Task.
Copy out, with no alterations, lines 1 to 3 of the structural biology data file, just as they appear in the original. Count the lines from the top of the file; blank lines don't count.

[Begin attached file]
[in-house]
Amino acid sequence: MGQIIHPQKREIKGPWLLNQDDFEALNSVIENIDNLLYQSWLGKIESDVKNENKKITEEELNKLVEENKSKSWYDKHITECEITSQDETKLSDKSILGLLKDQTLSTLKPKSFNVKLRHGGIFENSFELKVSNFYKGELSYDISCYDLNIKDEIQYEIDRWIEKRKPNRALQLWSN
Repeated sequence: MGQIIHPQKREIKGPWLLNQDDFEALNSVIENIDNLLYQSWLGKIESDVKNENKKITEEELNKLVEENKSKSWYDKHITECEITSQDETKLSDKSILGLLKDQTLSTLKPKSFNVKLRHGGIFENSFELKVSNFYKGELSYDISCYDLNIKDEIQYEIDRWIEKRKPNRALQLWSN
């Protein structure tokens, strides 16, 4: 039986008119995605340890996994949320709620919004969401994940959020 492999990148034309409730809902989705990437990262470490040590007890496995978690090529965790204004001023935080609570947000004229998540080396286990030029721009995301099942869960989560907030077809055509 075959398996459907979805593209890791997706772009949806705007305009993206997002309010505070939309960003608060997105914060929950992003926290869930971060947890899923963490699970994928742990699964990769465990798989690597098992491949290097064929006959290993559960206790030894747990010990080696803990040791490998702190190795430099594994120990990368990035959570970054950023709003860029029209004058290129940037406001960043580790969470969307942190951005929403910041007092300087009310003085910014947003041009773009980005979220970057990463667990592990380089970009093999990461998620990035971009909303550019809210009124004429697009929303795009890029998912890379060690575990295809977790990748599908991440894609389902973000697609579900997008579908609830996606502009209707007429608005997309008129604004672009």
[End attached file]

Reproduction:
[in-house]
Amino acid sequence: MGQIIHPQKREIKGPWLLNQDDFEALNSVIENIDNLLYQSWLGKIESDVKNENKKITEEELNKLVEENKSKSWYDKHITECEITSQDETKLSDKSILGLLKDQTLSTLKPKSFNVKLRHGGIFENSFELKVSNFYKGELSYDISCYDLNIKDEIQYEIDRWIEKRKPNRALQLWSN
Repeated sequence: MGQIIHPQKREIKGPWLLNQDDFEALNSVIENIDNLLYQSWLGKIESDVKNENKKITEEELNKLVEENKSKSWYDKHITECEITSQDETKLSDKSILGLLKDQTLSTLKPKSFNVKLRHGGIFENSFELKVSNFYKGELSYDISCYDLNIKDEIQYEIDRWIEKRKPNRALQLWSN